3 Ways New Social Media Can Affect Empathy

Today’s news delivery has dramatically altered and those changes will affect our abilities to empathize. It’s why we must protect our kids from viewing violent, graphic images.

1.Images More Graphic, Detailed and Violent

News feeds just two decades ago when I raised my own sons  were far less graphic. Even during the coverage of  9-11, we weren’t privy to viewing actual deaths of victims in front of their families or seeing their faces. Today’s news images are not only more graphic, but far more personal. Names, faces, and stories of victims and even seeing their slow, painful deaths  are the new norm. Just this week alone thousands watched Philander Castile bleed from gunshot wounds and then die in the car while his fiancé described the shooting. Hundreds of children also watched his horrific death and shared his girlfriend’s pain.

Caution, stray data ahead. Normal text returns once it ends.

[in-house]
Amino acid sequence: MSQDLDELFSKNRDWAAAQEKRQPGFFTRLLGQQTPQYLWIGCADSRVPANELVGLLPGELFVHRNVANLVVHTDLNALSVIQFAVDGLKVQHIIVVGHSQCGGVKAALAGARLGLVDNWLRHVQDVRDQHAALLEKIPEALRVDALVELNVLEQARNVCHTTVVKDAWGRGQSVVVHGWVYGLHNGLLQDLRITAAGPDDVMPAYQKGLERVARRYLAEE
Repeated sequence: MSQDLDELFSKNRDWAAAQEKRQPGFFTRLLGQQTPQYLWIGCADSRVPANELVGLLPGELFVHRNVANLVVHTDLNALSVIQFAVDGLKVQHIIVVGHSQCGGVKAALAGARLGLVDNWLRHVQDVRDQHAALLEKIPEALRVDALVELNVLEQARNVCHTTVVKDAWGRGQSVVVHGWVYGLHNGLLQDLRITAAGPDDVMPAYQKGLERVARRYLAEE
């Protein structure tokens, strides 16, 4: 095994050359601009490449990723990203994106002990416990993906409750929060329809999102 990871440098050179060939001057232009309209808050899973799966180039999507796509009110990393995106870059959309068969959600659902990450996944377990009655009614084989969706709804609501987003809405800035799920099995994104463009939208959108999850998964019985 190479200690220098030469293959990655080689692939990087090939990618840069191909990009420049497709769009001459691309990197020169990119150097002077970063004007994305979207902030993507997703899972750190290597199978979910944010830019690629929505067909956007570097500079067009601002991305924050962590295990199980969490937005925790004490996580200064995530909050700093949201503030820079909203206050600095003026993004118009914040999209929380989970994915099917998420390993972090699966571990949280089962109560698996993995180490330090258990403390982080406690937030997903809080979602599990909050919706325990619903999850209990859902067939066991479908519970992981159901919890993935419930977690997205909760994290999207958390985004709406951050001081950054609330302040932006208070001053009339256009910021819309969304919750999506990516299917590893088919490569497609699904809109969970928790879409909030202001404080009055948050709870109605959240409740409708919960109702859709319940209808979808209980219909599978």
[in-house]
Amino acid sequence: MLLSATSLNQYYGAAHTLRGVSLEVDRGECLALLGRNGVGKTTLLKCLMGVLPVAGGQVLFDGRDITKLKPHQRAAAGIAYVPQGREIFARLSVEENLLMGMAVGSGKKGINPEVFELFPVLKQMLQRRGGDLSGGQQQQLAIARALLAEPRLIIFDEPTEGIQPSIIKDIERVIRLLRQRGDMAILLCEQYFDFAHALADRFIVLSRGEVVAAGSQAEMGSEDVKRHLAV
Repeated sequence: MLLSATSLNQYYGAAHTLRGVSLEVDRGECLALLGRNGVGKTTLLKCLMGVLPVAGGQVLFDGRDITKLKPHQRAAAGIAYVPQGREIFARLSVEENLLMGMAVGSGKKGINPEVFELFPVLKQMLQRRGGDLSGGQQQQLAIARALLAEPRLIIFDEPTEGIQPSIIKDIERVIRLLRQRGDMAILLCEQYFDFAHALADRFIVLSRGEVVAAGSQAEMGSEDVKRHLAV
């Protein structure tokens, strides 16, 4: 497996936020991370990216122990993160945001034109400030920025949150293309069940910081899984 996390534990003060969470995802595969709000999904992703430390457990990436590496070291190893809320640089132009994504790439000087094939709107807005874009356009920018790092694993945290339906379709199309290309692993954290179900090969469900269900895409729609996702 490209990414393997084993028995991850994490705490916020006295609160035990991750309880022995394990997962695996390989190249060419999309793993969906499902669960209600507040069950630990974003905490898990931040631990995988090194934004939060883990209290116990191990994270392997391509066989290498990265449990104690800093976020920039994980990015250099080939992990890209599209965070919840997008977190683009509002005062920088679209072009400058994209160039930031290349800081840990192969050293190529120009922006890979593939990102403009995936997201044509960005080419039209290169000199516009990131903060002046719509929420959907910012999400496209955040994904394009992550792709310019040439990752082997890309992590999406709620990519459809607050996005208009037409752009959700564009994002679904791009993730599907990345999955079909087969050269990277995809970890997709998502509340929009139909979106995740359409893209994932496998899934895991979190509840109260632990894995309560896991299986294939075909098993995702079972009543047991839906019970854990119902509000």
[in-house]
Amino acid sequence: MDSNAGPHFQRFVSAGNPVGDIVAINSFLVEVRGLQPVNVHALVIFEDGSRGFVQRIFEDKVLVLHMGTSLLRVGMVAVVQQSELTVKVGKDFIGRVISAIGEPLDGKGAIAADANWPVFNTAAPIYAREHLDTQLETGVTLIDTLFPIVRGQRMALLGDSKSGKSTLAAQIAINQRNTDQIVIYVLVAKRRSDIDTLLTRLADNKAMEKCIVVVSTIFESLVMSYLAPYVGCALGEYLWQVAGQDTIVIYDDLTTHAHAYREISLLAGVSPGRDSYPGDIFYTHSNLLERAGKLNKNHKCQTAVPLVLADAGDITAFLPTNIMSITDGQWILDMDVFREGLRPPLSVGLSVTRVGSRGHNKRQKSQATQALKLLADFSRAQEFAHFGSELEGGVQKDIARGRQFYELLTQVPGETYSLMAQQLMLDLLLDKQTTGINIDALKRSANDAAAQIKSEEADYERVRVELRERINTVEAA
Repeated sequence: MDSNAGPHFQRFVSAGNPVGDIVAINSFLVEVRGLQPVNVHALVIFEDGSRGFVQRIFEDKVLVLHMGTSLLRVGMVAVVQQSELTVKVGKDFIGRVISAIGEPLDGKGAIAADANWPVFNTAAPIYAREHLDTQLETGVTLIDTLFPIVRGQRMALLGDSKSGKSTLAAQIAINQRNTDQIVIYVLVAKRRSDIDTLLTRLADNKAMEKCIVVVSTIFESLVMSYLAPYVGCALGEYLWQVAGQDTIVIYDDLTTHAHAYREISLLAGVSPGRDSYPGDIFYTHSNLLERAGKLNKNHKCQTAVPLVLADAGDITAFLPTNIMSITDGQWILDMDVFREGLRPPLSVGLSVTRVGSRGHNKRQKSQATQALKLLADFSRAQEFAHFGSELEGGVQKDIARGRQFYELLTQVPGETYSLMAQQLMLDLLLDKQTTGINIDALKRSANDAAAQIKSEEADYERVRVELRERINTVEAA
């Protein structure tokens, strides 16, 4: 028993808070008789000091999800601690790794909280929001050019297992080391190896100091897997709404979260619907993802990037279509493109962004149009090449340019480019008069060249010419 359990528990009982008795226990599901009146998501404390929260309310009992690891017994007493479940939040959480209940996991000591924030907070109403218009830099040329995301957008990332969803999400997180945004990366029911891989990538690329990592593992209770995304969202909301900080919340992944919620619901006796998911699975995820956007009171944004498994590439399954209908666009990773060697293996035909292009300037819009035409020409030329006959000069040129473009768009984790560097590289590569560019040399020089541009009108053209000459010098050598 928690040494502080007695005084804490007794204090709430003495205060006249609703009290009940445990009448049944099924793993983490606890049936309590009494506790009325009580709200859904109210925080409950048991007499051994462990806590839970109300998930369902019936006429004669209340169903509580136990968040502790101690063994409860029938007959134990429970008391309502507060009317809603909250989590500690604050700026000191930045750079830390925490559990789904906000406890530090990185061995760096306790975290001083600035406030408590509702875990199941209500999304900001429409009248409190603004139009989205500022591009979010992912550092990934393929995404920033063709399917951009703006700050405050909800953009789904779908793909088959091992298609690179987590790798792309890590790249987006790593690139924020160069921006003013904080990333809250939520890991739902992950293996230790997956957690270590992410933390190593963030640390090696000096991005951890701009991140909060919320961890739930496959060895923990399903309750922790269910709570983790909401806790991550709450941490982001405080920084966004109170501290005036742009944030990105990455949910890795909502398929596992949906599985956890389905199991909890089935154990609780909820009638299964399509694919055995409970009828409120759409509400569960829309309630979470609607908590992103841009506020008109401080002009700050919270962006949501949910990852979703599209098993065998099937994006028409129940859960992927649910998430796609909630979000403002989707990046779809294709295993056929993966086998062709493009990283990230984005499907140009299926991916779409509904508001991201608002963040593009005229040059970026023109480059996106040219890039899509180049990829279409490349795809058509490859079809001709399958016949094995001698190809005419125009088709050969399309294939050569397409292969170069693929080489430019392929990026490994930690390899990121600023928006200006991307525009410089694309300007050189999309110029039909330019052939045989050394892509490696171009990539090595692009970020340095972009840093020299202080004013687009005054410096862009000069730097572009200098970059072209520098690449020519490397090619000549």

2. Images Unedited and Appear Without Warning

Troubling news stories once came with verbal and written warning from news outlets. “What you’re about to see is disturbing, and should be viewed with caution.” Graphic stories were also filtered by news divisions or viewed in control rooms by film crews prior to airing. Today’s news feeds are feed instantly without editing, and in some cases news anchors view the video for the first time with their viewers.

3. More Difficult  to Protect Kids

Parents back when were able to find the remote and push the off switch on troubling news. Most kids today are not viewing news from their family room, but on their Smartphones and Tablets outside their homes.